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French Terry, Rah Rah dress!

Hey there, its ChatterStitch here (aka Carol) I’m back on the blog today to tell you all about my latest make, but before I do I have also an incy wincey confession to make!

Sshh don’t tell anyone, but although I have been sewing for more than 40 years I have never, ever made anything, in animal print before!

I know crazy right?

I don’t really know why, maybe I’m too conservative in my pattern choices or maybe I have too many childhood memories of Bet Lynch holding court in the Rovers Return!

(For those of you too young to remember, she was a rather brassy barmaid in Coronation Street) she also wore lots of Leopard print!

Any way I’m getting distracted, but the truth is when I saw this Leopard Print Fabric on the Minerva website, I decided I just had to give it a go!

Before I cut into it, I laundered at 40°C and line dried. I must say it washed up a treat and pressed beautifully.

The website has it listed as a medium weight French Terry sweat shirting which means its lovely, soft and warm. It also has a fibre content of 95% cotton and 5% elastane which means it has got a really nice element of stretch but maintaining a good structure, so reasonably firm to the touch but with a nice recovery. As you would expect being French terry.

I had decided to make a Tilly and the Buttons Coco dress with a funnel neck. I have made this pattern before and if you have never sewn with stretch fabrics, I would strongly recommend it. It’s a great pattern and is definitely beginner friendly. Tilly and the buttons patterns are all really good, I have made several and everyone has made up perfectly.

I made a standard size 7 on the Tilly size guide and I am roughly a size 16 in ready to wear. The only alteration I made to the pattern was to lengthen the dress by about 3 inches, I am 5 feet 9 inches and I have found that this comes up a bit shorter on me than I would like, and lets face it this is one of the main reasons why most of us choose to make our own clothes.

I know this dress will get loads of wear without a coat through cooler days as its lovely and warm. Then under a jacket when the weather really turns cold as it won’t be too bulky, meaning it will be in constant rotation.

The fabric comes in four lovely colours, this one which is Jeans Blue, Grey, Light coral and Pink. They are all really nice, delicately muted shades which all compliment each other, they would make great secret pyjamas. The fabric is also 62 inches wide and unlike some fabrics the print is right up to the selvedge which means that its great value for money.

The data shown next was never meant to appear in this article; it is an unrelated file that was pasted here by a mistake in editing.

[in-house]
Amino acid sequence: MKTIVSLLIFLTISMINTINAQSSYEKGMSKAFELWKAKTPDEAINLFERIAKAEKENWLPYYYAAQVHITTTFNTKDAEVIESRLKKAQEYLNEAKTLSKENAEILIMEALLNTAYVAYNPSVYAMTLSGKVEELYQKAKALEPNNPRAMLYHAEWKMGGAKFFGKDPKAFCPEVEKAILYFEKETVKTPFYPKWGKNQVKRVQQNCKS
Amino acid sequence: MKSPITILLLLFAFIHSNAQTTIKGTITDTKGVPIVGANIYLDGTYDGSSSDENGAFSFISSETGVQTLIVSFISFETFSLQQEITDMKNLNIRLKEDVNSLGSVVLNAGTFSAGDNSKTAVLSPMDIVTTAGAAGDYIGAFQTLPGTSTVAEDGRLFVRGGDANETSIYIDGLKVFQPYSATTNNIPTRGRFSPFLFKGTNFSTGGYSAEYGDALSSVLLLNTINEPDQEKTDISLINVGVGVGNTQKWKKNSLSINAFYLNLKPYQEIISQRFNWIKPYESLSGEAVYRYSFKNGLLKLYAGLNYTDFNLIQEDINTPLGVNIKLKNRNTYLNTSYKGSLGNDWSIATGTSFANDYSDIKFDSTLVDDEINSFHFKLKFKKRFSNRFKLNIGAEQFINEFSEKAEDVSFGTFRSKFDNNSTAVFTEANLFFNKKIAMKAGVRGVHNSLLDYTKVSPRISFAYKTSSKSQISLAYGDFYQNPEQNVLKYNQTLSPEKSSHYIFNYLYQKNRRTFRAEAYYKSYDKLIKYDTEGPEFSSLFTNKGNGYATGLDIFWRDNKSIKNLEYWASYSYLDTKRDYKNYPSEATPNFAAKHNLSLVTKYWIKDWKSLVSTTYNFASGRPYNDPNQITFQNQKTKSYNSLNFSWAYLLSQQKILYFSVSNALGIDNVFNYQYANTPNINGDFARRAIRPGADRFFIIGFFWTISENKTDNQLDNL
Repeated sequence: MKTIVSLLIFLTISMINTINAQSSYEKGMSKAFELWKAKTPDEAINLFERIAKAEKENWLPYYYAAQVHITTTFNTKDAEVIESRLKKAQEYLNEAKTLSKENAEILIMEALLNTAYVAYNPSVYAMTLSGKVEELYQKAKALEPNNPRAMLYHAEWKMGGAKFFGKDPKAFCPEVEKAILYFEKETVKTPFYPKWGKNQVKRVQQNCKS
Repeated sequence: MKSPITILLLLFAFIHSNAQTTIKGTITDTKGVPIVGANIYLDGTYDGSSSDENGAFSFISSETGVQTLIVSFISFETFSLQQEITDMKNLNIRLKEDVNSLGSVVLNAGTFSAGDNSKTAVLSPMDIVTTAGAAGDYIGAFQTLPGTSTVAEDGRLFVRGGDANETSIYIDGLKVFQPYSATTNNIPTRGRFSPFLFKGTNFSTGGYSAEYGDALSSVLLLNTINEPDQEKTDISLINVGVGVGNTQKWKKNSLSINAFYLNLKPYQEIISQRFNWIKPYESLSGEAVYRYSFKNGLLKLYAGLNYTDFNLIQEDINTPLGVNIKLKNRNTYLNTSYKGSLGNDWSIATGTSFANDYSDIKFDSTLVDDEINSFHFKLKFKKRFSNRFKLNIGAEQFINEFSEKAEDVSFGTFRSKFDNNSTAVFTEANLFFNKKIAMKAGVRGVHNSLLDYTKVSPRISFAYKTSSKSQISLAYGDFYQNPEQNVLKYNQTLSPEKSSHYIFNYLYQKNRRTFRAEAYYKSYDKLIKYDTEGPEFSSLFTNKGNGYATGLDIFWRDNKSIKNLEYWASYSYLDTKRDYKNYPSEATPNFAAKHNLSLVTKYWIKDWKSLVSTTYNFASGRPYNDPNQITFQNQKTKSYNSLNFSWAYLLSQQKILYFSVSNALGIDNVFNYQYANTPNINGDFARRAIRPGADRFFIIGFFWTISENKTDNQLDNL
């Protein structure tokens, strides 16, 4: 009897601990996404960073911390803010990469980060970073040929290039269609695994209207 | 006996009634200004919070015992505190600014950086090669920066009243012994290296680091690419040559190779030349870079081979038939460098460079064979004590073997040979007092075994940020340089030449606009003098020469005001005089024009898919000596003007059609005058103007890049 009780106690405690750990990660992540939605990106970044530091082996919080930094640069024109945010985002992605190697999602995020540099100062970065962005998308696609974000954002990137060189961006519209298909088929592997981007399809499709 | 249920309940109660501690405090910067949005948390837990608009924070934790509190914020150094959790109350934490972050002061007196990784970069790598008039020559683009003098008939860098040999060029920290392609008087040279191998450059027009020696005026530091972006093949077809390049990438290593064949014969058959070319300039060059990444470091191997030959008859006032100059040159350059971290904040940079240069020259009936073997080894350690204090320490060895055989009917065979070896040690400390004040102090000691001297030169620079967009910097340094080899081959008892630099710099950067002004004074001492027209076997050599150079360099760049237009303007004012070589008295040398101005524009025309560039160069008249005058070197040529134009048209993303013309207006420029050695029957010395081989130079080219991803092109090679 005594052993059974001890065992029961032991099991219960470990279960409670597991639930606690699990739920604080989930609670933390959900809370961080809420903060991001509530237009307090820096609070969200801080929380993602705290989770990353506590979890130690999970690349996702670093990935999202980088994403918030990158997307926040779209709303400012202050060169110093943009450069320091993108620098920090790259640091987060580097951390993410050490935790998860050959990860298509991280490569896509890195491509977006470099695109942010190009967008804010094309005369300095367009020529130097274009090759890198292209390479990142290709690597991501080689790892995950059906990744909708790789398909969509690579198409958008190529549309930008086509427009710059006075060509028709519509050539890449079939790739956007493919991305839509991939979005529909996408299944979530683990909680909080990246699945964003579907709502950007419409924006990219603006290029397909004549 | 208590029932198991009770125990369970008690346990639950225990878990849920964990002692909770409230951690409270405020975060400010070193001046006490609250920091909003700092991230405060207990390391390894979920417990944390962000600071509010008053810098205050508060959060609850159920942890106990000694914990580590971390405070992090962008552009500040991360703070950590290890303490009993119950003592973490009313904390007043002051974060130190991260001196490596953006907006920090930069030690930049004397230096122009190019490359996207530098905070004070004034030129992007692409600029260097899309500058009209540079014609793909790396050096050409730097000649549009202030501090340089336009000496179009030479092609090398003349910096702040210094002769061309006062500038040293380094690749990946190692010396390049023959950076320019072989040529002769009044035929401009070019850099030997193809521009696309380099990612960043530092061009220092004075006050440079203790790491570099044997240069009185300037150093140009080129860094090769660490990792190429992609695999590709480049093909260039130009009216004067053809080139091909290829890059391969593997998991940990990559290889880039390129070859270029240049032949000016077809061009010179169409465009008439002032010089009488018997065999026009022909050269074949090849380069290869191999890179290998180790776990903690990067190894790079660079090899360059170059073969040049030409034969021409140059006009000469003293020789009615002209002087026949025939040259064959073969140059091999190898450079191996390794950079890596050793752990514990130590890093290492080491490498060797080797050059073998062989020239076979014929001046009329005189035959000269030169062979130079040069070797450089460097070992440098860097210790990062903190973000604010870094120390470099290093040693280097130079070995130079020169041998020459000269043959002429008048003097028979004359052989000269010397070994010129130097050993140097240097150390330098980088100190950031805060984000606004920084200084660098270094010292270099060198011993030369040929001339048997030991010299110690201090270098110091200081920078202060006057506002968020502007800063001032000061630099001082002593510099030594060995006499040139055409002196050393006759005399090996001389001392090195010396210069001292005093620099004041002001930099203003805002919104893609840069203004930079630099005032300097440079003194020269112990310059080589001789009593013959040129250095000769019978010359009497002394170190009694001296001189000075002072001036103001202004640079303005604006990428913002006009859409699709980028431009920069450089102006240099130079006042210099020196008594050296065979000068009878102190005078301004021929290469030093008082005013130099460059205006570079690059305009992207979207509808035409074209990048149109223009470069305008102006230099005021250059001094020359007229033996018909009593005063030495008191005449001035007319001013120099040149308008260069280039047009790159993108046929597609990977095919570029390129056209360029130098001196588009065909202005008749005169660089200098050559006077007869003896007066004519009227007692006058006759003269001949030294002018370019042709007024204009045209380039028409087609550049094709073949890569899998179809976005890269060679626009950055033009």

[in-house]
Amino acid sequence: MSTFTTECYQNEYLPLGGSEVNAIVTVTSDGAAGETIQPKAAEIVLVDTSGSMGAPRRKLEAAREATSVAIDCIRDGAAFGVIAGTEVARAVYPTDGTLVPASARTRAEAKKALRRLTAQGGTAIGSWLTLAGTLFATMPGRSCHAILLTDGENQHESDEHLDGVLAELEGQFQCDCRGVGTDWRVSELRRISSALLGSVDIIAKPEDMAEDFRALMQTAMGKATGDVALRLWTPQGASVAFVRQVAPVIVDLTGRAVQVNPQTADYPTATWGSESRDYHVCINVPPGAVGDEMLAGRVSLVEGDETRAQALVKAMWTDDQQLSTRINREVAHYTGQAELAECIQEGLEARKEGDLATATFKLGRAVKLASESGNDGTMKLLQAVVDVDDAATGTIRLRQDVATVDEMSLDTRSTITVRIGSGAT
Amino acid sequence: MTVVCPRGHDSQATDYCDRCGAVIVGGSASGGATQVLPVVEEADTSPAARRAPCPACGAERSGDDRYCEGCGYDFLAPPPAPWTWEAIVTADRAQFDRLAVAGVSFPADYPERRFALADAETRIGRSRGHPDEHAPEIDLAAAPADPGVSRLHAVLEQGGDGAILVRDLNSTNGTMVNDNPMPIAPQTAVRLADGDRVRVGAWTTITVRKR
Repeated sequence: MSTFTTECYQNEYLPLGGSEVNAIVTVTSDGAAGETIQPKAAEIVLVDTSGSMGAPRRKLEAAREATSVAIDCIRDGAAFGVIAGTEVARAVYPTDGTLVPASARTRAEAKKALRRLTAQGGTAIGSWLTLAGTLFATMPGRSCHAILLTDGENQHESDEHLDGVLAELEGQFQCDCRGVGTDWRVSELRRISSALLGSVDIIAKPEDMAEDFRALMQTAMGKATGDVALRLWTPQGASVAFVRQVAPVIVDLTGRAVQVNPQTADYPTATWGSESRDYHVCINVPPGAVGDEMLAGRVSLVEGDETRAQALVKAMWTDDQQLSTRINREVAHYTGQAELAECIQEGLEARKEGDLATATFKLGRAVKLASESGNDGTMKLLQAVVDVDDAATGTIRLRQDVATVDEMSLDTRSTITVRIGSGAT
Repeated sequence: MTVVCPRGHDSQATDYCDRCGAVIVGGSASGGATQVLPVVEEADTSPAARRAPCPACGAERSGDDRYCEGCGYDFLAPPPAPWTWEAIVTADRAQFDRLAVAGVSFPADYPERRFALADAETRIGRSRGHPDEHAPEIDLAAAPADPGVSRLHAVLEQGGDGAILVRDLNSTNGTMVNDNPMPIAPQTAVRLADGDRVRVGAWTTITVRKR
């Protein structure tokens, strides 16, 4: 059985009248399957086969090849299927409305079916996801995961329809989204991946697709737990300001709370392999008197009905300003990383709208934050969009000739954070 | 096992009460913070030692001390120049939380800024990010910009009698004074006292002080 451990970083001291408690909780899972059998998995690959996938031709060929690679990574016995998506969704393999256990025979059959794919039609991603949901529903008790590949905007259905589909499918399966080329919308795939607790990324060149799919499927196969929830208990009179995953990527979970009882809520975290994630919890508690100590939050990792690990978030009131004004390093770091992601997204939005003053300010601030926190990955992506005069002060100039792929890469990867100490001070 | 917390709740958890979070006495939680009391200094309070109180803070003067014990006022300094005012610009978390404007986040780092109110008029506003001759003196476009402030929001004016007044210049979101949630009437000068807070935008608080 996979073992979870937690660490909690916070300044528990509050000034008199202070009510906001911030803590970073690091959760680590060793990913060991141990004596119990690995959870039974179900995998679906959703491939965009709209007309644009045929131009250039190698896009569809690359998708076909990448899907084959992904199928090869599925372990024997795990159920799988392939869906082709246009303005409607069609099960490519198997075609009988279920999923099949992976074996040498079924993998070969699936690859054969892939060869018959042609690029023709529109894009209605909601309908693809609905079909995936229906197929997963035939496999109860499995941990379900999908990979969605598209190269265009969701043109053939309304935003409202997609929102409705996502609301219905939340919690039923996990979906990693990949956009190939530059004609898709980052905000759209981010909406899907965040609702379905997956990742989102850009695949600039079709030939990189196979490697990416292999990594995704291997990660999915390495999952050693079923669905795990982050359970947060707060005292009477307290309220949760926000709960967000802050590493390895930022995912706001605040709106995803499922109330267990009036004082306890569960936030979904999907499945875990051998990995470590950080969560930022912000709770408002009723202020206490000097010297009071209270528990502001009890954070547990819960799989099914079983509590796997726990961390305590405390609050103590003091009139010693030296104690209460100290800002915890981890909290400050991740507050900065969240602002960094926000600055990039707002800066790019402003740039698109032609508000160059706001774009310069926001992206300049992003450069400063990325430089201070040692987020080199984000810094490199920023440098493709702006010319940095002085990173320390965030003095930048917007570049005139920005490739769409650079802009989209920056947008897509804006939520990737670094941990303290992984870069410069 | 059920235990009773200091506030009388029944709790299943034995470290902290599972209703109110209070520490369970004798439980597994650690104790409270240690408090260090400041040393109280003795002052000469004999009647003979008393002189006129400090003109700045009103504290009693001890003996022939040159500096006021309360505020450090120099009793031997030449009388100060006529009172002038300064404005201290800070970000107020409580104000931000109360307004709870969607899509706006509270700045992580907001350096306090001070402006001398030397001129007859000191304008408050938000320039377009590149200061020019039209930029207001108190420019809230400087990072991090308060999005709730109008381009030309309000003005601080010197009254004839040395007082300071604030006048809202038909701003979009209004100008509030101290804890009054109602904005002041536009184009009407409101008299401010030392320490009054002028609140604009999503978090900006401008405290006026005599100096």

I can’t recommend this fabric highly enough, I think it would be a great one to choose if you are new to sewing with stretch fabrics as it behaves really well, it has a great structure doesn’t distort when handling, cutting or sewing.

I think if I hadn’t made my Coco with it, I would love to have made some comfy joggers or a nice snuggly hoody top, in fact a raglan with contrast sleeves in one of the different colourways would look great!

Anyway, enough from me for now, until next time keep chatting and stitching! 

Carol x

@chatterstitch

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1950’s Style Starburst Tulle Dress

Hello to all the fabulous sewists! This is my first time writing for the Minerva Blog and I am so excited to be sharing my first project here with everyone.

I am a big fan of mid-century fashion and my sewing projects are usually 1950’s vintage-inspired. When I saw this gorgeous sequined lace tulle fabric in starburst design, I knew it would be perfect for a 1950’s inspired evening party dress.

The Bodice

The bodice of this dress is made from my own hacked version of Simplicity 8130, a re-issue of a vintage 1950’s bustier pattern. The hack is really simple - I slashed the original pattern along the underbust line and added seam allowance for sewing.

As the original pattern of the bodice goes below the waistline, I also raised the waistline accordingly for making the dress. Since I had previously used this pattern, I was confident that this would work perfectly for the dress I had in mind.

The Skirt

The gathered skirt is made using 2 rectangular pieces of 62.5” x 27” fabric (seam allowance not included). Here’s how I decided on how much fabric to cut:

Length of skirt = 27”

I decided to go with a classic below-the-knee length dress and for my height, which means I need the skirt to be about 27” long.

Width for gathers (aka top portion of the skirt that will be attached to the bodice) = 62.5” for front and 62.5” for back

When making a gathered skirt, it is common to have a width of fabric that is at least twice the width of your waist. Of course, the quotient of multiplying the waist width by 2 is dependent on the weight / thickness of the fabric as well as the volume of gathers desired.

With ease included, I usually make skirts and dresses around 25” for the waist. Because I wanted a really dramatic poof below the waist and the tulle (without the sequins) is a pretty thin fabric that can handle a big volume of gathers, I decided to have a width of fabric that is 5 times the width of my waist.

25” (waist width) x 5 (volume for gathers) = 125”

Width of 2 rectangular pieces = 125”

Width of 1 rectangular piece = 125” x 0.5 = 62.5”